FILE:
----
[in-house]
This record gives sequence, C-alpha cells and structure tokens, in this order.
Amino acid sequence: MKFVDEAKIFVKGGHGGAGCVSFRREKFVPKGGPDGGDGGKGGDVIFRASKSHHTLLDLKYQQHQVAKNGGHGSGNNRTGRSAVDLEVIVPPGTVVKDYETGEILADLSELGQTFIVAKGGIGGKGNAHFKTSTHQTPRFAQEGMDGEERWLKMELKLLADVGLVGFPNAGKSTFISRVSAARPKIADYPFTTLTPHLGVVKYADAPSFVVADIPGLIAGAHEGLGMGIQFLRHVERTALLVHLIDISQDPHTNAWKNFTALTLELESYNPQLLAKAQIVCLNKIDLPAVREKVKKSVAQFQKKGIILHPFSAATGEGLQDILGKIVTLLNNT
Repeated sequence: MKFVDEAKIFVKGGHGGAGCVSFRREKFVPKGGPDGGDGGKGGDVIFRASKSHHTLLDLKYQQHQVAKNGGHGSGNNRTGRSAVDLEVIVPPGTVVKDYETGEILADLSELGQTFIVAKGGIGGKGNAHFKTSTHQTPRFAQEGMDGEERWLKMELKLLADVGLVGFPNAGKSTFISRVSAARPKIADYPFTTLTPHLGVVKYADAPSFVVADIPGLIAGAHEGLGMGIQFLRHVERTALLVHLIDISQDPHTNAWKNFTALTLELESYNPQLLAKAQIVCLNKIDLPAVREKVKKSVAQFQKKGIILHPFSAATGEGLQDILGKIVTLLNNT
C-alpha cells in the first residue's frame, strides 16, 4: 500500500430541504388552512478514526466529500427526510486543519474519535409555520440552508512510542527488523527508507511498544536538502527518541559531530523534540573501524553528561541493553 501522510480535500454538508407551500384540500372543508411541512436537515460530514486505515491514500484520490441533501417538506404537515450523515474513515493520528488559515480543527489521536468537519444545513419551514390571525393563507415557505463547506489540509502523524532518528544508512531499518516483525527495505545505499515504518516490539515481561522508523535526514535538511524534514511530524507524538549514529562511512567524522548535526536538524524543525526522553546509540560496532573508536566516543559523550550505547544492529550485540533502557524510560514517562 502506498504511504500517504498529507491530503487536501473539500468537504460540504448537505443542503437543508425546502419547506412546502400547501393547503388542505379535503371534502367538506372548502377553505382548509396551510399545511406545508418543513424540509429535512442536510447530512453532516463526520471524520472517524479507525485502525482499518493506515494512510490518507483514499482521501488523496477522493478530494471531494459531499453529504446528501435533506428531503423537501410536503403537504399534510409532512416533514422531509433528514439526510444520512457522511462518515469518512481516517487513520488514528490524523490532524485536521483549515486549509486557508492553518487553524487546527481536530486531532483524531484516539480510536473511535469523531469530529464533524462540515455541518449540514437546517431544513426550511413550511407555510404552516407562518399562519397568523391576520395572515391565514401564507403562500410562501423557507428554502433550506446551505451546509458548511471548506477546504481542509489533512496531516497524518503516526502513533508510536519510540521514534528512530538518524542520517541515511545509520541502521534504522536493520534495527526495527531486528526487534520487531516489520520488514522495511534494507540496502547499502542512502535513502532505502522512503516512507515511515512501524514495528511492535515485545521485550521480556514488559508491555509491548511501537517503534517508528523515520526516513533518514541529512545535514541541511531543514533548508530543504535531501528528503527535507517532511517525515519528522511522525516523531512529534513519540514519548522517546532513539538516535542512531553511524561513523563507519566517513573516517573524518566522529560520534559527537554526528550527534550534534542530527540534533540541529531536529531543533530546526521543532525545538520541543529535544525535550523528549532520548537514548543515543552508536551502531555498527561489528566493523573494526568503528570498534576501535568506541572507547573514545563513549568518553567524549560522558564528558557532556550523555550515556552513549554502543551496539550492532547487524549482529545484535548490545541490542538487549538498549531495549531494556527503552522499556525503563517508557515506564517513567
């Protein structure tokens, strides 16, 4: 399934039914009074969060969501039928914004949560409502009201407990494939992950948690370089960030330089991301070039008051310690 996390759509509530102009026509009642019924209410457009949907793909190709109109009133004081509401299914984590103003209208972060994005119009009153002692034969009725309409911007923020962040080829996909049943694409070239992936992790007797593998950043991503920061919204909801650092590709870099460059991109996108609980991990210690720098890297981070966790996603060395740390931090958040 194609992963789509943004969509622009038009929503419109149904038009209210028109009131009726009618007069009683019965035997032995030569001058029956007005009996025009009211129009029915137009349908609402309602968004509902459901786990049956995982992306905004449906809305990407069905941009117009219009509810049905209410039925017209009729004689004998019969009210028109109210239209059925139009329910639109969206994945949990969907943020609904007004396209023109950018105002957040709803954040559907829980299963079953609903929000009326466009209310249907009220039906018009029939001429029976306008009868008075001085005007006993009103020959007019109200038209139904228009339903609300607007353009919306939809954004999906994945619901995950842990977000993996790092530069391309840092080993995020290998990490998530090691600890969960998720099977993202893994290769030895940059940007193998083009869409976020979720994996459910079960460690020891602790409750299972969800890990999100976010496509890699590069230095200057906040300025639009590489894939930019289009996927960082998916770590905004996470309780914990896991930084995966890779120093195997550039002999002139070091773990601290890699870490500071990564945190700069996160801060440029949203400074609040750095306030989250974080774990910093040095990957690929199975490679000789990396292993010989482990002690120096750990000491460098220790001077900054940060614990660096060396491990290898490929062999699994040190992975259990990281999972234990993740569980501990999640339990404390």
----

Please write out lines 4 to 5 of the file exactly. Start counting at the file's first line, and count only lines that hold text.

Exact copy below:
Repeated sequence: MKFVDEAKIFVKGGHGGAGCVSFRREKFVPKGGPDGGDGGKGGDVIFRASKSHHTLLDLKYQQHQVAKNGGHGSGNNRTGRSAVDLEVIVPPGTVVKDYETGEILADLSELGQTFIVAKGGIGGKGNAHFKTSTHQTPRFAQEGMDGEERWLKMELKLLADVGLVGFPNAGKSTFISRVSAARPKIADYPFTTLTPHLGVVKYADAPSFVVADIPGLIAGAHEGLGMGIQFLRHVERTALLVHLIDISQDPHTNAWKNFTALTLELESYNPQLLAKAQIVCLNKIDLPAVREKVKKSVAQFQKKGIILHPFSAATGEGLQDILGKIVTLLNNT
C-alpha cells in the first residue's frame, strides 16, 4: 500500500430541504388552512478514526466529500427526510486543519474519535409555520440552508512510542527488523527508507511498544536538502527518541559531530523534540573501524553528561541493553 501522510480535500454538508407551500384540500372543508411541512436537515460530514486505515491514500484520490441533501417538506404537515450523515474513515493520528488559515480543527489521536468537519444545513419551514390571525393563507415557505463547506489540509502523524532518528544508512531499518516483525527495505545505499515504518516490539515481561522508523535526514535538511524534514511530524507524538549514529562511512567524522548535526536538524524543525526522553546509540560496532573508536566516543559523550550505547544492529550485540533502557524510560514517562 502506498504511504500517504498529507491530503487536501473539500468537504460540504448537505443542503437543508425546502419547506412546502400547501393547503388542505379535503371534502367538506372548502377553505382548509396551510399545511406545508418543513424540509429535512442536510447530512453532516463526520471524520472517524479507525485502525482499518493506515494512510490518507483514499482521501488523496477522493478530494471531494459531499453529504446528501435533506428531503423537501410536503403537504399534510409532512416533514422531509433528514439526510444520512457522511462518515469518512481516517487513520488514528490524523490532524485536521483549515486549509486557508492553518487553524487546527481536530486531532483524531484516539480510536473511535469523531469530529464533524462540515455541518449540514437546517431544513426550511413550511407555510404552516407562518399562519397568523391576520395572515391565514401564507403562500410562501423557507428554502433550506446551505451546509458548511471548506477546504481542509489533512496531516497524518503516526502513533508510536519510540521514534528512530538518524542520517541515511545509520541502521534504522536493520534495527526495527531486528526487534520487531516489520520488514522495511534494507540496502547499502542512502535513502532505502522512503516512507515511515512501524514495528511492535515485545521485550521480556514488559508491555509491548511501537517503534517508528523515520526516513533518514541529512545535514541541511531543514533548508530543504535531501528528503527535507517532511517525515519528522511522525516523531512529534513519540514519548522517546532513539538516535542512531553511524561513523563507519566517513573516517573524518566522529560520534559527537554526528550527534550534534542530527540534533540541529531536529531543533530546526521543532525545538520541543529535544525535550523528549532520548537514548543515543552508536551502531555498527561489528566493523573494526568503528570498534576501535568506541572507547573514545563513549568518553567524549560522558564528558557532556550523555550515556552513549554502543551496539550492532547487524549482529545484535548490545541490542538487549538498549531495549531494556527503552522499556525503563517508557515506564517513567